Hubble wins the contest



As part of a 100-year company anniversary celebration, Lockheed Martin ran a Facebook page competition called “Innovation Madness” to see what everyone thought was its most innovative project.

The candidate list is fairly formidable. After all, Lockheed – before the Martin Marietta merger – was the home of Kelly Johnson of Skunk Works fame, who played a leading role in the design of some 40 aircraft. On the list, such icons as America’s first to fly 400 mph (the P-38), the country’s first production jet fighter (the F-80), the first double-sonic fighter (F-104), the Cold War’s first high altitude spy plane (the U-2) and the ultimate speedster/spy plane, the YF-12A/SR-71.

Participants were asked to choose from 32 candidates. They included the Constellation, a gorgeous design from the early days of air travel, when passengers had to get used to engine outs. Along that line of reasoning are workhorses like the C-130, C-5 and F-16 and few more recent programs like the F-35 (a bit early to see how it turns out) and the first stealth fighter, the F-117.

Frankly, some candidates fall into the not very glamorous but oh-so-important category, such as the company’s global positioning satellite series and synthetic aperture radars. There was even a nomination for digital fingerprinting, which maybe gets the hearts of cops and prosecutors beating a bit faster but is hardly as cool as a P-38 or U-2.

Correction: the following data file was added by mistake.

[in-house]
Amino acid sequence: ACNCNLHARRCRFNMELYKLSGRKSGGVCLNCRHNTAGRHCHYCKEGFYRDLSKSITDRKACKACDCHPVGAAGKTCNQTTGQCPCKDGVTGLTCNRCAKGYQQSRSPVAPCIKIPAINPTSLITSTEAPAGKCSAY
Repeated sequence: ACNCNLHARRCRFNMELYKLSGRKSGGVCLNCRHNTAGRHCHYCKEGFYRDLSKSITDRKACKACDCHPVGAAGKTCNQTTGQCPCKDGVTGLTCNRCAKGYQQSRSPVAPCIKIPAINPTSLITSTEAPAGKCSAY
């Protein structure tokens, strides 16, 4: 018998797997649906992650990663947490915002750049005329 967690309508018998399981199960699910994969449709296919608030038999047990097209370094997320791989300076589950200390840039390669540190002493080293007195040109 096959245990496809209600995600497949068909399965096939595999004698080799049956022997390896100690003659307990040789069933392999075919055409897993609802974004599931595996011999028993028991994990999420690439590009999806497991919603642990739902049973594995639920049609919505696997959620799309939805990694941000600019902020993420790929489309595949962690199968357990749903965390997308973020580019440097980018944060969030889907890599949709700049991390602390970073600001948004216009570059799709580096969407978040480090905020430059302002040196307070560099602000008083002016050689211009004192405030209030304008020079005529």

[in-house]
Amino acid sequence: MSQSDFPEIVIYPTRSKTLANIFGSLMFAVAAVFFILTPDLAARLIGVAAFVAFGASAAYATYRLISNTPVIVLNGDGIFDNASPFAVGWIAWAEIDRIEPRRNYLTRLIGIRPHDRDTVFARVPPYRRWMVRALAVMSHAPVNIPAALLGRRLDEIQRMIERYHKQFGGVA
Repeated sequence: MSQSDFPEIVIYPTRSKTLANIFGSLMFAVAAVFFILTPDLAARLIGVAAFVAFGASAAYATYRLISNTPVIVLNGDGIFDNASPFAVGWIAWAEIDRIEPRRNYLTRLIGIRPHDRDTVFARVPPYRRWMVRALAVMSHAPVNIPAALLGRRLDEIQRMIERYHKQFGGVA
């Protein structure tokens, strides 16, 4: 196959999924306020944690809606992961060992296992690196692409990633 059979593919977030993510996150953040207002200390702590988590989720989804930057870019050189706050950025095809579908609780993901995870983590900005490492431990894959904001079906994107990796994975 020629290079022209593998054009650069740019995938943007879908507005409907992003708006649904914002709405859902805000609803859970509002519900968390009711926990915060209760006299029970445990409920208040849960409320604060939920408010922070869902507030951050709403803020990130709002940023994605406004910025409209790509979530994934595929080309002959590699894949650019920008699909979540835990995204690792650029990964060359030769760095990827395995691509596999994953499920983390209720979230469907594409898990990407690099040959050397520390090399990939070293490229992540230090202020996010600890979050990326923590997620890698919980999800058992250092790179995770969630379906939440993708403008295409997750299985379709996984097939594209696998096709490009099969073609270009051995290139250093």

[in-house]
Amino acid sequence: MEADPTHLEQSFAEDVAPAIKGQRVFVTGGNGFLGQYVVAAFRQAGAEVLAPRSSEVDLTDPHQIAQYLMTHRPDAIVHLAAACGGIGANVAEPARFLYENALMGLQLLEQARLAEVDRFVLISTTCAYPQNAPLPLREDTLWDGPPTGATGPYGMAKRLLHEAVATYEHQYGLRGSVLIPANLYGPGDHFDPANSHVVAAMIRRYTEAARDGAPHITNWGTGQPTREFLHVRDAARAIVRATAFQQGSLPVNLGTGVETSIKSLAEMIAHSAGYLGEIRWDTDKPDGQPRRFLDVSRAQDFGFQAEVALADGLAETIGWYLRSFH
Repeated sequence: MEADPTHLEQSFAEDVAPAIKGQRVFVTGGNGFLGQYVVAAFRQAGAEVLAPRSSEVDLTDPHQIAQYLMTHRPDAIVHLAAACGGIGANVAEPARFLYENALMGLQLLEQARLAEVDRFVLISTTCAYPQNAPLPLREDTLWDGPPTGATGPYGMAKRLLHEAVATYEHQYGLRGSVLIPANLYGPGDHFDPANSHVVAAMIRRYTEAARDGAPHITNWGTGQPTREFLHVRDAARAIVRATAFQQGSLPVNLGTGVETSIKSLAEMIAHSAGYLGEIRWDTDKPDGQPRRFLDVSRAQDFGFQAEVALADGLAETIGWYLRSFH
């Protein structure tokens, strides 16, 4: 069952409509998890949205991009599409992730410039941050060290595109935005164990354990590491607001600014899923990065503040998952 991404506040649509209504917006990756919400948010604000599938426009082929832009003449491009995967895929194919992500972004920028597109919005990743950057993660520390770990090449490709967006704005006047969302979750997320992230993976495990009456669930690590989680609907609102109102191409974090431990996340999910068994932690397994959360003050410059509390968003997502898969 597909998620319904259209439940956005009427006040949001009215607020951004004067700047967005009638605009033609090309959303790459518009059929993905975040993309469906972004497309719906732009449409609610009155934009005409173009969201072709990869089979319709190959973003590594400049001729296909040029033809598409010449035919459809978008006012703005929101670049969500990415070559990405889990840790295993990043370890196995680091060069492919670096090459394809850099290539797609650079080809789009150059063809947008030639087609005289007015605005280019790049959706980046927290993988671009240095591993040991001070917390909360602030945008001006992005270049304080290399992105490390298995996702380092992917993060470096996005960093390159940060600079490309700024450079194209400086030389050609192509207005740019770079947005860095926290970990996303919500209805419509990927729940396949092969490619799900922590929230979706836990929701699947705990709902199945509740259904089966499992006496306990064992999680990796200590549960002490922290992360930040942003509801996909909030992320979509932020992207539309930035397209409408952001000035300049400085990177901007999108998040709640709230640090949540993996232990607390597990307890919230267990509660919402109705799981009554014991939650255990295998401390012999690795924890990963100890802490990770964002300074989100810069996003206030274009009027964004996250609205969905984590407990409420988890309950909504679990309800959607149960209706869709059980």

There was also some neat stuff done in space, including the MMU – the manned maneuvering unit – and Mars Phoenix Lander.

But the clear winner was the Hubble Space Telescope, launched by the shuttle in 1990 and still producing headlines. Just this month came its images of the furthest supernova yet observed.

Since going into operation, the 12.5 ton orbiting observatory has taken over a million exposures, observed more than 33,000 astronomical targets and produced data published in more than 8,500 scientific papers.

Plus it’s images are one of the all-time favorites for space art.

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